When Your Faith Feels as Fragile as a House of Cards

Jason Micheli —  April 4, 2013 — Leave a comment

imagesYesterday I wrote a post about Paul’s use of the phrase ek pisteos Iesou Christou in Romans and how that phrase has been appropriated, incorrectly in my view, for the doctrine of justification. You can read it here.

We’re justified not by our faith IN Christ but by the faith OF Christ, is Paul’s argument I argued.

As anticipated, I received a flood of panties-in-a-twist emails from evangelicals excoriating me for playing fast and loose with their core doctrine.

One of the responses, from a friend, essentially asked:

What difference does it make, IN or OF? Isn’t it just semantics?

I could answer that question a number of ways, many of them theological. After all, how one chooses to translate ek pisteos Iesou Christou does lead to different even divergent conclusions. It’s a little like a circuit. You can’t reverse the wires and expect to have the same result.

But that’s for another post or another day because right now the phrase ek pisteos Iesou Christou registers for me not on a theological level.

For me, the phrase ek pisteos Iesou Christou is personal.

Someone I care about very much is right now in a bad way.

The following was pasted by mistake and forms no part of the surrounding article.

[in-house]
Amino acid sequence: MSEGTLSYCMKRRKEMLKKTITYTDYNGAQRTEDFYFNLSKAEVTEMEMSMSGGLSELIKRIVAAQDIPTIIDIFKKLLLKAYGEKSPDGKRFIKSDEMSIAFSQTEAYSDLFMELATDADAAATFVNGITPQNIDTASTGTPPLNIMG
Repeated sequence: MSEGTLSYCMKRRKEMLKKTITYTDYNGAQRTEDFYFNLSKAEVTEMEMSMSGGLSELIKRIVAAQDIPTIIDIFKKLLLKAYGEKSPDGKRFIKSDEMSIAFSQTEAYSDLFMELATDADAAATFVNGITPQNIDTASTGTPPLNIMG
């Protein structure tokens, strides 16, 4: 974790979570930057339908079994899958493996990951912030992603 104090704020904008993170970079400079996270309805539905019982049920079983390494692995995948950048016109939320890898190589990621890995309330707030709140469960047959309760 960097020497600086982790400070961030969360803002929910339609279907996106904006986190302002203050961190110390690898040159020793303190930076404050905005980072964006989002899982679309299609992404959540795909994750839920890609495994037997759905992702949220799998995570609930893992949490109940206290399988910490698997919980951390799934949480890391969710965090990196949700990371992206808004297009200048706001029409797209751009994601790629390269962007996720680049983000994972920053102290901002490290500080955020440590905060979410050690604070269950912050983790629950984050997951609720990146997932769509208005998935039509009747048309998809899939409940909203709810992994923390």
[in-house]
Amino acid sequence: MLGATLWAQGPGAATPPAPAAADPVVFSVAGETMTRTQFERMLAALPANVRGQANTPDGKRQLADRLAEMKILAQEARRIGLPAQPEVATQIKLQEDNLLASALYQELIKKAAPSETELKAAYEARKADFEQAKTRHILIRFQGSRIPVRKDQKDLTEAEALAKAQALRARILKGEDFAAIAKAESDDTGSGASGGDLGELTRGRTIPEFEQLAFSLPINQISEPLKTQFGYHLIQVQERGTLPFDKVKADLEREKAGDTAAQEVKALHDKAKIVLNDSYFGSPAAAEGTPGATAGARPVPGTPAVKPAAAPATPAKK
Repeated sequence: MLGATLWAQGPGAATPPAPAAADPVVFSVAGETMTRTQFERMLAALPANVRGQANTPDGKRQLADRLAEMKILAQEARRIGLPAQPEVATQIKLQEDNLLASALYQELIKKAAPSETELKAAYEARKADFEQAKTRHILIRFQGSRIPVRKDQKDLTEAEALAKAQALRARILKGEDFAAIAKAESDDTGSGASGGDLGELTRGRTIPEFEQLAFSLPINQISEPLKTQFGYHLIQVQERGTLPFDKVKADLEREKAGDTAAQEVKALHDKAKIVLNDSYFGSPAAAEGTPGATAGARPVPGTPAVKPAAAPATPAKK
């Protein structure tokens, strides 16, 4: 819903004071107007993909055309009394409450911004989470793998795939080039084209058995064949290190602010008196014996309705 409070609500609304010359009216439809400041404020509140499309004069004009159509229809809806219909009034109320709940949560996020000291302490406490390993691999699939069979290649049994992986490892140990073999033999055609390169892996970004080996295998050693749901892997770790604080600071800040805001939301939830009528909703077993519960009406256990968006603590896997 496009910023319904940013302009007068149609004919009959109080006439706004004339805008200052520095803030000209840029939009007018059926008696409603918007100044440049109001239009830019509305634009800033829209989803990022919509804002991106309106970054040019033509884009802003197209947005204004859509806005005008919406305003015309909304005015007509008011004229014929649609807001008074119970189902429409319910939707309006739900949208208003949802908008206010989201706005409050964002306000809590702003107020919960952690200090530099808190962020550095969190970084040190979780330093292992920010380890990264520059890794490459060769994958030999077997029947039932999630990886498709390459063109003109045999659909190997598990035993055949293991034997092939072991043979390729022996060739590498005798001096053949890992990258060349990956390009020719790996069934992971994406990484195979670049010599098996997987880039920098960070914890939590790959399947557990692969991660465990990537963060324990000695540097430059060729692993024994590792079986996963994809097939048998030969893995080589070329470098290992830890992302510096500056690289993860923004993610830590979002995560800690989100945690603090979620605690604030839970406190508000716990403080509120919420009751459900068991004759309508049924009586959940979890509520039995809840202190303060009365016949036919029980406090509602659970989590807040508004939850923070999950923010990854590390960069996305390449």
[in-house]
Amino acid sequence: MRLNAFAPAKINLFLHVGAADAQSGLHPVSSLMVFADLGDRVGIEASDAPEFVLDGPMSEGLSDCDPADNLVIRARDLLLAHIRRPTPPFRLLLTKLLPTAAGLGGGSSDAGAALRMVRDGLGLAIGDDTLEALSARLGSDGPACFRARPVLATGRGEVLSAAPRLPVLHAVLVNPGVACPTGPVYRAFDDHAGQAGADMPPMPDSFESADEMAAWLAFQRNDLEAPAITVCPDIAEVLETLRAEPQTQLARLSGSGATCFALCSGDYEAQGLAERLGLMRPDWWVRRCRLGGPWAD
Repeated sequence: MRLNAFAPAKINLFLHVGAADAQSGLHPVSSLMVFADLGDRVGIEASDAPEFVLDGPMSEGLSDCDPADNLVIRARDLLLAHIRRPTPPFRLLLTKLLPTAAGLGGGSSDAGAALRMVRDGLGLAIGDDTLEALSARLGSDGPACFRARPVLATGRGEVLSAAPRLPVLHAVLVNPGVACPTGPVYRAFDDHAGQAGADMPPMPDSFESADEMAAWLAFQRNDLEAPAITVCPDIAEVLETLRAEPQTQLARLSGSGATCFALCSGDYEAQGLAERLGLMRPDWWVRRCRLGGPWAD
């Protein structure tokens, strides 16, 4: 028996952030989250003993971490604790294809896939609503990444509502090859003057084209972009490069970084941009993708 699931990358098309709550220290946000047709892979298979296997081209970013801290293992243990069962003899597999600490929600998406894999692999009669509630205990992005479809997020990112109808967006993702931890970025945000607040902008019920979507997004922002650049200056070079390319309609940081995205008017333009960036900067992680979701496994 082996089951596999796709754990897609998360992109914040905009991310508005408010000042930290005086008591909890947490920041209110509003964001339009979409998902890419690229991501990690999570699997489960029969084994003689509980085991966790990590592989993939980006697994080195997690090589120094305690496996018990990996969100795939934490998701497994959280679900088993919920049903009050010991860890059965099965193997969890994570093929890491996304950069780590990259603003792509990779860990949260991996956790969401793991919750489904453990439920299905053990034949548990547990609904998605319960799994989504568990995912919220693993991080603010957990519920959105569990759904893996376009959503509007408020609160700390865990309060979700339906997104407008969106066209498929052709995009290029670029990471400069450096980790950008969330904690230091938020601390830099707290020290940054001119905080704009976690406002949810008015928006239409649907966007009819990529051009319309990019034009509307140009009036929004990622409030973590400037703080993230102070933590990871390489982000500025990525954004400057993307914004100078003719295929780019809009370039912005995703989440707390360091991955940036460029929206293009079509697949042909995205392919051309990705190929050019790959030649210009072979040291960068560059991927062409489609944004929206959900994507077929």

You know the sort- where you’re overwhelmed, don’t know what to do, how to help and can’t find the remedy (or end) in sight.

The sort where you’re left with those persistent, security-blanket questions like:

‘Why God?

Where the hell are you God?

Are you napping on the job or what?’

The sort where your faith in Christ feels as porous as sand and your doubts and unbelief feel like the Nothingness that comes creeping over everything in The Never-Ending Story.

So that’s why I think how we translate Paul’s phrase ek pisteos Iesou Christou can make all the difference in the world.

I don’t insist you agree with me, but, for me, saying our standing, our justification, before God depends on our faith IN Christ is not good news. Not at all. Not today.

Because, let’s be honest, even on our best days our faith IN Christ is as fragile as a house of cards.

No, the good news has to be better than that. It has to be big enough to withstand the waves of doubt and despair that threaten to knock us down and undo us.

Whoever we are in God’s eyes, whatever righteousness we possess, however we’re justified and saved has to depend on a faith stronger than the one I can muster on most days. 

Especially the dark ones.

It has to depend on the faith OF Jesus Christ, the one who felt what we feel in Gethsemane but who nonetheless got up from the Garden and kept the faith when there’s no chance in hell we would have.

For me at least, that’s a better good news. r1-not-ashames

 

Jason Micheli

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